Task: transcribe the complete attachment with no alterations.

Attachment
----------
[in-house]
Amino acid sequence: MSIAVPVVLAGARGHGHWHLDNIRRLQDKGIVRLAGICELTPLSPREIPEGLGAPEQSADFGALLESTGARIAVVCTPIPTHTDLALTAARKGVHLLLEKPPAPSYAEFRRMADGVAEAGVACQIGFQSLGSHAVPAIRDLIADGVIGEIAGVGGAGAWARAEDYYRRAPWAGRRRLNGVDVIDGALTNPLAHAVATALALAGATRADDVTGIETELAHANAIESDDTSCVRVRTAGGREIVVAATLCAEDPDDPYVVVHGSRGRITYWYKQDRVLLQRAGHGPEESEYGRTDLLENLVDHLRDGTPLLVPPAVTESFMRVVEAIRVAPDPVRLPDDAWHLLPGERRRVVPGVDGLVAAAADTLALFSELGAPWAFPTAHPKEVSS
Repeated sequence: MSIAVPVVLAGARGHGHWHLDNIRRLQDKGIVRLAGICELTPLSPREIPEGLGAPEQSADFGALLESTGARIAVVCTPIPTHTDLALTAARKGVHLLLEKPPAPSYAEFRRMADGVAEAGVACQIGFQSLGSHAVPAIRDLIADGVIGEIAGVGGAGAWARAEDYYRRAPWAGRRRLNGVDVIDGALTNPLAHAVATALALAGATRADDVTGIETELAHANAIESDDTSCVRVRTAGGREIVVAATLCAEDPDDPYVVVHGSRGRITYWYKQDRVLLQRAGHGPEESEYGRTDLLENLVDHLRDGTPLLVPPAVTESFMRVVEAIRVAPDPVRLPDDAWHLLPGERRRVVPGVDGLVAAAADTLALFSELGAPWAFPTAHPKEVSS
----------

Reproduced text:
[in-house]
Amino acid sequence: MSIAVPVVLAGARGHGHWHLDNIRRLQDKGIVRLAGICELTPLSPREIPEGLGAPEQSADFGALLESTGARIAVVCTPIPTHTDLALTAARKGVHLLLEKPPAPSYAEFRRMADGVAEAGVACQIGFQSLGSHAVPAIRDLIADGVIGEIAGVGGAGAWARAEDYYRRAPWAGRRRLNGVDVIDGALTNPLAHAVATALALAGATRADDVTGIETELAHANAIESDDTSCVRVRTAGGREIVVAATLCAEDPDDPYVVVHGSRGRITYWYKQDRVLLQRAGHGPEESEYGRTDLLENLVDHLRDGTPLLVPPAVTESFMRVVEAIRVAPDPVRLPDDAWHLLPGERRRVVPGVDGLVAAAADTLALFSELGAPWAFPTAHPKEVSS
Repeated sequence: MSIAVPVVLAGARGHGHWHLDNIRRLQDKGIVRLAGICELTPLSPREIPEGLGAPEQSADFGALLESTGARIAVVCTPIPTHTDLALTAARKGVHLLLEKPPAPSYAEFRRMADGVAEAGVACQIGFQSLGSHAVPAIRDLIADGVIGEIAGVGGAGAWARAEDYYRRAPWAGRRRLNGVDVIDGALTNPLAHAVATALALAGATRADDVTGIETELAHANAIESDDTSCVRVRTAGGREIVVAATLCAEDPDDPYVVVHGSRGRITYWYKQDRVLLQRAGHGPEESEYGRTDLLENLVDHLRDGTPLLVPPAVTESFMRVVEAIRVAPDPVRLPDDAWHLLPGERRRVVPGVDGLVAAAADTLALFSELGAPWAFPTAHPKEVSS